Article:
Not much to add here, Dr. Garcia-Bellido Senior Researcher of Palaeontology at the South Australian Museum and Associate Professor at the School of Biological Sciences at the University of Adelaide in Australian does a very nice information filled review of what we know regarding the transition from Ediacara Biota to the Cambrian, which set the stage for the further evolutionary revolutions to follow in short order. Below the fold I post screen shots of key slides to entice and highlight key points. (If you're wondering why I'm posting these videos see this)
Animal Dawn - Research Tuesday - Garcia-Bellido Presentation
Although the rise of animal life on Earth has fascinated humanity for centuries, tracing its origins to an exact point in history has proven difficult.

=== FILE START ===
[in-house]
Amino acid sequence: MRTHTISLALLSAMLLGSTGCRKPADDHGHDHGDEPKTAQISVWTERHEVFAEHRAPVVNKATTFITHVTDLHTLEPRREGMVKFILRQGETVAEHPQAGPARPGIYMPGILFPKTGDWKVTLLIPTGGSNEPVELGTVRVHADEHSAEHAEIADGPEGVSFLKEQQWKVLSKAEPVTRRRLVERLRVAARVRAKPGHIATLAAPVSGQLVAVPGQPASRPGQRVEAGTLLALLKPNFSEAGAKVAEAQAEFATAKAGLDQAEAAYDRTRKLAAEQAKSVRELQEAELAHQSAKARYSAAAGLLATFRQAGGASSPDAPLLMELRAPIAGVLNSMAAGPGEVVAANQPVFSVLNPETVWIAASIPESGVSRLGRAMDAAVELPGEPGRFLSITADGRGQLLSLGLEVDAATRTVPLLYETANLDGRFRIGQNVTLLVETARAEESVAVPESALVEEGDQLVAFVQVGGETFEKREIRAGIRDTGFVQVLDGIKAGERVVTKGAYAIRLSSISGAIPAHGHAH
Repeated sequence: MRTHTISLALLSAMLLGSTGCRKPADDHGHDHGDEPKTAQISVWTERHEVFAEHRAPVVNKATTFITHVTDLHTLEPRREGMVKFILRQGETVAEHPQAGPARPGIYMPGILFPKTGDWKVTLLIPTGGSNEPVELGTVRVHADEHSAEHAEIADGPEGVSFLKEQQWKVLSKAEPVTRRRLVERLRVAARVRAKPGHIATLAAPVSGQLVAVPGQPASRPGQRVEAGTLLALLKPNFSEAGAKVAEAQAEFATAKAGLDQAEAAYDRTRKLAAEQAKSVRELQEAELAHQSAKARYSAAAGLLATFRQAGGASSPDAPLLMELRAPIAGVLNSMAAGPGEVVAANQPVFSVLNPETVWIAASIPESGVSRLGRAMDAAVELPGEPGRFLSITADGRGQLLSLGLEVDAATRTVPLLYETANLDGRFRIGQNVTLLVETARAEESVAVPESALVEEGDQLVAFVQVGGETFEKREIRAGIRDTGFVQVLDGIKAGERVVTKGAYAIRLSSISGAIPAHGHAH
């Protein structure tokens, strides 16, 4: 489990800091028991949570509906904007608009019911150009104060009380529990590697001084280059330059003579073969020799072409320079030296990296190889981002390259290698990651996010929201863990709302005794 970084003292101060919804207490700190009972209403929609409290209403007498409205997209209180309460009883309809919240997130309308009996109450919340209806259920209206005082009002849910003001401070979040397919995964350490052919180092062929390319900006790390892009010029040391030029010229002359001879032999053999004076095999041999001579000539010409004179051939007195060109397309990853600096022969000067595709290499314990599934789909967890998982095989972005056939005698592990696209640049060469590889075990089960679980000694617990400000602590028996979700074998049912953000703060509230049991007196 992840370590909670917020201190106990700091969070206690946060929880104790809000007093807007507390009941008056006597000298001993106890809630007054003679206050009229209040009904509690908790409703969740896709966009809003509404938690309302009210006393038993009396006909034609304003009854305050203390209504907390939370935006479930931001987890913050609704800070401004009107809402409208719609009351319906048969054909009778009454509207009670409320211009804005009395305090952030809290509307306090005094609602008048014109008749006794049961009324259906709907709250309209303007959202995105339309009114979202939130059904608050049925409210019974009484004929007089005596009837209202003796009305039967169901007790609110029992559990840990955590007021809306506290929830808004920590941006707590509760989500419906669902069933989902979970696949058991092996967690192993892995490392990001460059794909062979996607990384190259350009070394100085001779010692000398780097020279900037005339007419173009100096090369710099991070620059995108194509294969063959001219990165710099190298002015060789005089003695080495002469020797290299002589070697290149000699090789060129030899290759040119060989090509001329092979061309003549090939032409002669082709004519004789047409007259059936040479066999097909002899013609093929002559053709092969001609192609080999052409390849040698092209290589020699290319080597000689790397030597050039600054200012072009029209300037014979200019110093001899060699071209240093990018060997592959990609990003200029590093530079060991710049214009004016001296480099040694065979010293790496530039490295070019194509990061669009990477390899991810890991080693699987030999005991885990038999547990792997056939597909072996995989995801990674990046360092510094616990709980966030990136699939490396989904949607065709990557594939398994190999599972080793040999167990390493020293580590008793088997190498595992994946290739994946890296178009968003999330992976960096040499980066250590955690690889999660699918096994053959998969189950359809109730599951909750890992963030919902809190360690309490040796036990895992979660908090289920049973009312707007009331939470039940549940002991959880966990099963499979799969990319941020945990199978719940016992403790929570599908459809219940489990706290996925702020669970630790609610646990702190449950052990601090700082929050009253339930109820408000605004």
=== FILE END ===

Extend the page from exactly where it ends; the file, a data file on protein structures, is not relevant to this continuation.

The Ediacara Biota—approximately 555 million years old—are recognised as the first known macroorganisms. Yet their assignment to the animal kingdom remains controversial, with some scientists believing animal life didn’t take off until the Cambrian “explosion”, around 20 million years later.
New research conducted jointly by the University of Adelaide and the South Australian Museum, however, aims to resolve the debate. Comprehensive comparisons are being conducted between Ediacaran records and those from Kangaroo Island’s internationally significant Emu Bay Shale Cambrian fossil site, with findings tested against modern marine invertebrates.
(click on images for better viewing)